Deductible Insurance Sometimes it is better to use your emergency fund money for relatively small unexpected expenses rather than to purchase full insurance coverage. For example, a deductible insurance policy on your car will be significantly less expensive than full coverage. The deductible is the amount you pay before the insurance policy begins to cover repairs for damages caused in an accident. Most insurance offers deductible coverage.
Government Safety Nets While social insurance programs may be available to people in times of financial emergency, most have very strict requirements before a person can qualify. These programs are supported by taxpayers or employers and provide limited assistance for those who meet eligibility requirements. Worker's compensation provides for lost income and pays medical bills if the loss is work related.
Government Safety Nets Unemployment compensation provides some income to make up for lost wages for anywhere from 26 weeks to two years, depending upon the state and general economic conditions. Social Security disability provides some income for those who are totally disabled. These programs do not fully replace lost income, but when they are combined with personal savings, they can provide an important safety net for people who are experiencing serious financial hardship.
Read an article or pamphlet on an assigned investment topic and complete the worksheet giving the Title of Article and Source and Author (if given)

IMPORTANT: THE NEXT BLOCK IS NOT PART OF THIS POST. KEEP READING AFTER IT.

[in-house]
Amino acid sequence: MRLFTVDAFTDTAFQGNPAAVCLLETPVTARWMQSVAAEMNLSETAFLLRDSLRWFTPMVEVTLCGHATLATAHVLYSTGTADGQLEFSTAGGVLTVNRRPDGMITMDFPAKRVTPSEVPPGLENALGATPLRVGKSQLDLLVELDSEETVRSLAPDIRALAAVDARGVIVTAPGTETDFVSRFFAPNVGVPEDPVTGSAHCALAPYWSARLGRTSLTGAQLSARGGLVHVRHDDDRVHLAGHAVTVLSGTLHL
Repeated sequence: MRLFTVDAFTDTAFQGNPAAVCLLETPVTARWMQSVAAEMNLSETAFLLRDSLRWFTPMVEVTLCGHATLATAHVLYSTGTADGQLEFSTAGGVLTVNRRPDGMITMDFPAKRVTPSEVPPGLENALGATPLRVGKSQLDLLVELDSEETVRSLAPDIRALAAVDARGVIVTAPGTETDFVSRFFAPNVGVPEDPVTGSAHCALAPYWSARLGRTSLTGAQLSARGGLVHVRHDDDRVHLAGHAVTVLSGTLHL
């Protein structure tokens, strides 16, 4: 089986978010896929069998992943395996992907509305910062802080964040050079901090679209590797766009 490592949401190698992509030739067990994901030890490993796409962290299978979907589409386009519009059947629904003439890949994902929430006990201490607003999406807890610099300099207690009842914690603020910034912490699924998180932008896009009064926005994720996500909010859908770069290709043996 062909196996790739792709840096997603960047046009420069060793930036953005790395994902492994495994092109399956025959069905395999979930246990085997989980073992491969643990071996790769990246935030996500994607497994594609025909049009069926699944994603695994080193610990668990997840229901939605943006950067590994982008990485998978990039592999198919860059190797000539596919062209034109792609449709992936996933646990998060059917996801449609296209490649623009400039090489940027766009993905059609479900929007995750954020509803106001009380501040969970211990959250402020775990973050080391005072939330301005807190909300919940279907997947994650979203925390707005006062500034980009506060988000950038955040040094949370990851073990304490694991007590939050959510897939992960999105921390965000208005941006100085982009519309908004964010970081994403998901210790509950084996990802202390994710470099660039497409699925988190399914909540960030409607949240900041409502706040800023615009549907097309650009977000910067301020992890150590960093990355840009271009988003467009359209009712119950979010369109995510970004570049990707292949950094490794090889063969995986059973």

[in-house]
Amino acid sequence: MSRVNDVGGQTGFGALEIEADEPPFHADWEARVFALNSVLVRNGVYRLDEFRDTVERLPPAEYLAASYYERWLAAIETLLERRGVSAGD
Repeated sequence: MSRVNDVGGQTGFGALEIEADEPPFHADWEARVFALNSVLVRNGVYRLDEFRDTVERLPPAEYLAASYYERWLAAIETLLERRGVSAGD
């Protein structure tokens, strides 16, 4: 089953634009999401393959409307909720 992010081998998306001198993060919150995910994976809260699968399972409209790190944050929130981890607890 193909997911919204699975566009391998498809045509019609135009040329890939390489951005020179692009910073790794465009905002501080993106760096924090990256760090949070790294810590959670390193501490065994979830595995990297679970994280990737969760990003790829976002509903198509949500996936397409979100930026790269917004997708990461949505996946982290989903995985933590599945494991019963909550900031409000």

2. Write a brief summary of the main ideas of the article or pamphlet.
3. Explain why you agree or disagree with the major ideas presented in the article or pamphlet.
POST-TEST EXERCISE Reconsider the paragraph you wrote at the beginning of the unit. Your uncle just gave you $1,000 to spend any way you wish. What will you do with this money and why? Have your feelings about the use of money changed?
STUDENT EXERCISE 3
1. People who have low incomes have little need to develop a personal financial plan. False
2. Personal money management is easy; people rarely need to spend time and effort learning how to manage money. False
3. People have a given set of financial values that remain with them for life. False
4. A financial plan can help eliminate uncertainty and conflict about financial matters. True
Student Exercise 3
5. Investing should be the first priority in any financial plan. False
6. Your educational level is an important indicator of your expected lifetime earnings. True
7. It is against the law for employers to contribute to employee savings/investment programs. False
BUILD WEALTH This unit has highlighted basic financial planning principles to be considered prior to investing. After establishing a personal financial plan as a foundation, one can continue to build wealth through savings and investments.